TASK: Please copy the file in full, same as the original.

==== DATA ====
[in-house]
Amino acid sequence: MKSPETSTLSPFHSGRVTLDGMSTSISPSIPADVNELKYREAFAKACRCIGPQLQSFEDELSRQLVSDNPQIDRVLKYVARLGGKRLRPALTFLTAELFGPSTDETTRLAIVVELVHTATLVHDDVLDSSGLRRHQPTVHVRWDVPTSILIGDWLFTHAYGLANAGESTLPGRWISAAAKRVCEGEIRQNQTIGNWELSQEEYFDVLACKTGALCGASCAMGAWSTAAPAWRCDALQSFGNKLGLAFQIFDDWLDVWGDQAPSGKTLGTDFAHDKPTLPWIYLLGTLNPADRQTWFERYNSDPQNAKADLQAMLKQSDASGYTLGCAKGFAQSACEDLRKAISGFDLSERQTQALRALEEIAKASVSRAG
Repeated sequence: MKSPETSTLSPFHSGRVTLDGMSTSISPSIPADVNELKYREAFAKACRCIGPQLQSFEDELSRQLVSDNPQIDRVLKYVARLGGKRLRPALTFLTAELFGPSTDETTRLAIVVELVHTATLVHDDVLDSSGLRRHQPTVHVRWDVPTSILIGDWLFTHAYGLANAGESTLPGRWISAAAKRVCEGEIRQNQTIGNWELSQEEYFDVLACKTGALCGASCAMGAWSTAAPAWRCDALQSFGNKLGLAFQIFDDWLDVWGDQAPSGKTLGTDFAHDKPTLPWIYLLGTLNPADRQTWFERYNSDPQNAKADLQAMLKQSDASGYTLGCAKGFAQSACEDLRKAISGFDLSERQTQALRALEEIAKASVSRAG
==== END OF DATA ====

[in-house]
Amino acid sequence: MKSPETSTLSPFHSGRVTLDGMSTSISPSIPADVNELKYREAFAKACRCIGPQLQSFEDELSRQLVSDNPQIDRVLKYVARLGGKRLRPALTFLTAELFGPSTDETTRLAIVVELVHTATLVHDDVLDSSGLRRHQPTVHVRWDVPTSILIGDWLFTHAYGLANAGESTLPGRWISAAAKRVCEGEIRQNQTIGNWELSQEEYFDVLACKTGALCGASCAMGAWSTAAPAWRCDALQSFGNKLGLAFQIFDDWLDVWGDQAPSGKTLGTDFAHDKPTLPWIYLLGTLNPADRQTWFERYNSDPQNAKADLQAMLKQSDASGYTLGCAKGFAQSACEDLRKAISGFDLSERQTQALRALEEIAKASVSRAG
Repeated sequence: MKSPETSTLSPFHSGRVTLDGMSTSISPSIPADVNELKYREAFAKACRCIGPQLQSFEDELSRQLVSDNPQIDRVLKYVARLGGKRLRPALTFLTAELFGPSTDETTRLAIVVELVHTATLVHDDVLDSSGLRRHQPTVHVRWDVPTSILIGDWLFTHAYGLANAGESTLPGRWISAAAKRVCEGEIRQNQTIGNWELSQEEYFDVLACKTGALCGASCAMGAWSTAAPAWRCDALQSFGNKLGLAFQIFDDWLDVWGDQAPSGKTLGTDFAHDKPTLPWIYLLGTLNPADRQTWFERYNSDPQNAKADLQAMLKQSDASGYTLGCAKGFAQSACEDLRKAISGFDLSERQTQALRALEEIAKASVSRAG